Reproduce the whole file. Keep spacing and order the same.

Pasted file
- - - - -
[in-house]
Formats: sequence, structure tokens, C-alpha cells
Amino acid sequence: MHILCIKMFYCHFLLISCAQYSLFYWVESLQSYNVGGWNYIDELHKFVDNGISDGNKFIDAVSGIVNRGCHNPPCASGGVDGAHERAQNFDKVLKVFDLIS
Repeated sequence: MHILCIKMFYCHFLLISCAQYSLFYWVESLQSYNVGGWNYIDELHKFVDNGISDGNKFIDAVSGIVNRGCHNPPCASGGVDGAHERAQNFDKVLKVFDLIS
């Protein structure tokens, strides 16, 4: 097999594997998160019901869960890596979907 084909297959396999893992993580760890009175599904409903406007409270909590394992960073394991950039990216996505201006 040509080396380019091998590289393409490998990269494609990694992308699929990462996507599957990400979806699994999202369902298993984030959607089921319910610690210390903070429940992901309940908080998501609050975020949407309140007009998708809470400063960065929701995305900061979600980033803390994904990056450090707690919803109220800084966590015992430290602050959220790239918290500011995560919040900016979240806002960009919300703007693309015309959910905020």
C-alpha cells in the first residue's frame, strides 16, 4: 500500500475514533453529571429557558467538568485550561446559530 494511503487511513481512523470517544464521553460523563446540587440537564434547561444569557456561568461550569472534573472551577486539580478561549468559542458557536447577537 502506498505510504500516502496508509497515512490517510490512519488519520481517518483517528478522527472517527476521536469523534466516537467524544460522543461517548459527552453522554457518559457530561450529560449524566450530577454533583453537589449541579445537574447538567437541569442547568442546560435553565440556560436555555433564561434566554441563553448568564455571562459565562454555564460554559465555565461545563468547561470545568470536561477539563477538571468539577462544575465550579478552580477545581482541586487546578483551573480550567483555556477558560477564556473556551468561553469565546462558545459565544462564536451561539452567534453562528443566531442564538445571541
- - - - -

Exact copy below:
[in-house]
Formats: sequence, structure tokens, C-alpha cells
Amino acid sequence: MHILCIKMFYCHFLLISCAQYSLFYWVESLQSYNVGGWNYIDELHKFVDNGISDGNKFIDAVSGIVNRGCHNPPCASGGVDGAHERAQNFDKVLKVFDLIS
Repeated sequence: MHILCIKMFYCHFLLISCAQYSLFYWVESLQSYNVGGWNYIDELHKFVDNGISDGNKFIDAVSGIVNRGCHNPPCASGGVDGAHERAQNFDKVLKVFDLIS
């Protein structure tokens, strides 16, 4: 097999594997998160019901869960890596979907 084909297959396999893992993580760890009175599904409903406007409270909590394992960073394991950039990216996505201006 040509080396380019091998590289393409490998990269494609990694992308699929990462996507599957990400979806699994999202369902298993984030959607089921319910610690210390903070429940992901309940908080998501609050975020949407309140007009998708809470400063960065929701995305900061979600980033803390994904990056450090707690919803109220800084966590015992430290602050959220790239918290500011995560919040900016979240806002960009919300703007693309015309959910905020």
C-alpha cells in the first residue's frame, strides 16, 4: 500500500475514533453529571429557558467538568485550561446559530 494511503487511513481512523470517544464521553460523563446540587440537564434547561444569557456561568461550569472534573472551577486539580478561549468559542458557536447577537 502506498505510504500516502496508509497515512490517510490512519488519520481517518483517528478522527472517527476521536469523534466516537467524544460522543461517548459527552453522554457518559457530561450529560449524566450530577454533583453537589449541579445537574447538567437541569442547568442546560435553565440556560436555555433564561434566554441563553448568564455571562459565562454555564460554559465555565461545563468547561470545568470536561477539563477538571468539577462544575465550579478552580477545581482541586487546578483551573480550567483555556477558560477564556473556551468561553469565546462558545459565544462564536451561539452567534453562528443566531442564538445571541